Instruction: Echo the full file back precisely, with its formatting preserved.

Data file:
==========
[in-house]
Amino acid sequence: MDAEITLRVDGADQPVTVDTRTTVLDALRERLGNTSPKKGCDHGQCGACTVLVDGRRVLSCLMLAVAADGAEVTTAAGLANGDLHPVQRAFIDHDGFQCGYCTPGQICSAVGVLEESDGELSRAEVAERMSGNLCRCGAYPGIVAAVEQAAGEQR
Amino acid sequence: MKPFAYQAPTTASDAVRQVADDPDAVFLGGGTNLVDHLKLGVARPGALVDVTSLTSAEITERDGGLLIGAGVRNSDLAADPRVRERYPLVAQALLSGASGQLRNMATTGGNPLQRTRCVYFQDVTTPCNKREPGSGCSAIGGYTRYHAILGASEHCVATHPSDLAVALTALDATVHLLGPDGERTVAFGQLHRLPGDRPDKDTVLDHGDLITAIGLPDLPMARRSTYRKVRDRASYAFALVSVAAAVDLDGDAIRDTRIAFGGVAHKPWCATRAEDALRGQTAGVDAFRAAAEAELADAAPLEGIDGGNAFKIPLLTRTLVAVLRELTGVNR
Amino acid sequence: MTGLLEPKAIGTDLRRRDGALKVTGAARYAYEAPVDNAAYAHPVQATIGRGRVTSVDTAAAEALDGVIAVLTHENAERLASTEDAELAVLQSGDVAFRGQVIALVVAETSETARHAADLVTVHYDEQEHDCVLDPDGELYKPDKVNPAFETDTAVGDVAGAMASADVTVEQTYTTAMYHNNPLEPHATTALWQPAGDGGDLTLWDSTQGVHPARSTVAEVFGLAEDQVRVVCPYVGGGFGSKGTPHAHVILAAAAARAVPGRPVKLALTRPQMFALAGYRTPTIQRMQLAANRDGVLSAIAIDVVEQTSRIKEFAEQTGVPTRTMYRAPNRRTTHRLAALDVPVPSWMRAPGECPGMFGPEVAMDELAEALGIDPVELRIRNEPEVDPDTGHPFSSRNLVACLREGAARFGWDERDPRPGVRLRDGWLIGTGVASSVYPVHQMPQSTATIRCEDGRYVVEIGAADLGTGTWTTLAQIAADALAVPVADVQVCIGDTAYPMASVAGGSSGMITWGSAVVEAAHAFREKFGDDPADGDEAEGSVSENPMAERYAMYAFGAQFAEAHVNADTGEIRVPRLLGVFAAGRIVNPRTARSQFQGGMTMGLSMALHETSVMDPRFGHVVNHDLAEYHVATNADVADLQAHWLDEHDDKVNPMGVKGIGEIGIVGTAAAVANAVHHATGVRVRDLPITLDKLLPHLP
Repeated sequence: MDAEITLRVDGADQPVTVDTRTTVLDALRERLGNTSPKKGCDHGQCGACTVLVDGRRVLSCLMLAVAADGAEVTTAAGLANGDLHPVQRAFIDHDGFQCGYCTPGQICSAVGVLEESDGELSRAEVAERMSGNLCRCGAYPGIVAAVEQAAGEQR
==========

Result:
[in-house]
Amino acid sequence: MDAEITLRVDGADQPVTVDTRTTVLDALRERLGNTSPKKGCDHGQCGACTVLVDGRRVLSCLMLAVAADGAEVTTAAGLANGDLHPVQRAFIDHDGFQCGYCTPGQICSAVGVLEESDGELSRAEVAERMSGNLCRCGAYPGIVAAVEQAAGEQR
Amino acid sequence: MKPFAYQAPTTASDAVRQVADDPDAVFLGGGTNLVDHLKLGVARPGALVDVTSLTSAEITERDGGLLIGAGVRNSDLAADPRVRERYPLVAQALLSGASGQLRNMATTGGNPLQRTRCVYFQDVTTPCNKREPGSGCSAIGGYTRYHAILGASEHCVATHPSDLAVALTALDATVHLLGPDGERTVAFGQLHRLPGDRPDKDTVLDHGDLITAIGLPDLPMARRSTYRKVRDRASYAFALVSVAAAVDLDGDAIRDTRIAFGGVAHKPWCATRAEDALRGQTAGVDAFRAAAEAELADAAPLEGIDGGNAFKIPLLTRTLVAVLRELTGVNR
Amino acid sequence: MTGLLEPKAIGTDLRRRDGALKVTGAARYAYEAPVDNAAYAHPVQATIGRGRVTSVDTAAAEALDGVIAVLTHENAERLASTEDAELAVLQSGDVAFRGQVIALVVAETSETARHAADLVTVHYDEQEHDCVLDPDGELYKPDKVNPAFETDTAVGDVAGAMASADVTVEQTYTTAMYHNNPLEPHATTALWQPAGDGGDLTLWDSTQGVHPARSTVAEVFGLAEDQVRVVCPYVGGGFGSKGTPHAHVILAAAAARAVPGRPVKLALTRPQMFALAGYRTPTIQRMQLAANRDGVLSAIAIDVVEQTSRIKEFAEQTGVPTRTMYRAPNRRTTHRLAALDVPVPSWMRAPGECPGMFGPEVAMDELAEALGIDPVELRIRNEPEVDPDTGHPFSSRNLVACLREGAARFGWDERDPRPGVRLRDGWLIGTGVASSVYPVHQMPQSTATIRCEDGRYVVEIGAADLGTGTWTTLAQIAADALAVPVADVQVCIGDTAYPMASVAGGSSGMITWGSAVVEAAHAFREKFGDDPADGDEAEGSVSENPMAERYAMYAFGAQFAEAHVNADTGEIRVPRLLGVFAAGRIVNPRTARSQFQGGMTMGLSMALHETSVMDPRFGHVVNHDLAEYHVATNADVADLQAHWLDEHDDKVNPMGVKGIGEIGIVGTAAAVANAVHHATGVRVRDLPITLDKLLPHLP
Repeated sequence: MDAEITLRVDGADQPVTVDTRTTVLDALRERLGNTSPKKGCDHGQCGACTVLVDGRRVLSCLMLAVAADGAEVTTAAGLANGDLHPVQRAFIDHDGFQCGYCTPGQICSAVGVLEESDGELSRAEVAERMSGNLCRCGAYPGIVAAVEQAAGEQR